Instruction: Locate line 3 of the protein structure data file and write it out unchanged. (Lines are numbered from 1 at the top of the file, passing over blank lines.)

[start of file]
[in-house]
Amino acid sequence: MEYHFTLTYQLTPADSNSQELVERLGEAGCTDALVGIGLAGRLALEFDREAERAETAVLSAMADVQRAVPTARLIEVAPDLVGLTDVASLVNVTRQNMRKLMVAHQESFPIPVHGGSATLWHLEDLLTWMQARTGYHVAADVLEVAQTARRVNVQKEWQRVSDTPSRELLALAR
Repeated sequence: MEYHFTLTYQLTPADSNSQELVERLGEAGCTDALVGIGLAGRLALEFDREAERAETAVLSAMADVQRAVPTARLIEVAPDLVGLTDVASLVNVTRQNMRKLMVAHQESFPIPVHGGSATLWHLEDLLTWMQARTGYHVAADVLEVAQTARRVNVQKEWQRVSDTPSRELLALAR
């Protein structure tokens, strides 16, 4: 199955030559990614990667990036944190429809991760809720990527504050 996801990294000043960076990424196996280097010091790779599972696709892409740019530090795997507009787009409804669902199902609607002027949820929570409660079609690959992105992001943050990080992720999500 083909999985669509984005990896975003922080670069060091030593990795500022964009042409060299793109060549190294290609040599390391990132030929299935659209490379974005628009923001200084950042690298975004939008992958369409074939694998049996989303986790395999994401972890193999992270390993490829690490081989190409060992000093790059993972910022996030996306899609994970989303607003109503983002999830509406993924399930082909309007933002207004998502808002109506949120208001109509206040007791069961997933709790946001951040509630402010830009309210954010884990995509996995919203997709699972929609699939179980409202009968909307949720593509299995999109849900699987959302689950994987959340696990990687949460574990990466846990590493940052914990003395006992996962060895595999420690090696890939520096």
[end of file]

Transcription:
Repeated sequence: MEYHFTLTYQLTPADSNSQELVERLGEAGCTDALVGIGLAGRLALEFDREAERAETAVLSAMADVQRAVPTARLIEVAPDLVGLTDVASLVNVTRQNMRKLMVAHQESFPIPVHGGSATLWHLEDLLTWMQARTGYHVAADVLEVAQTARRVNVQKEWQRVSDTPSRELLALAR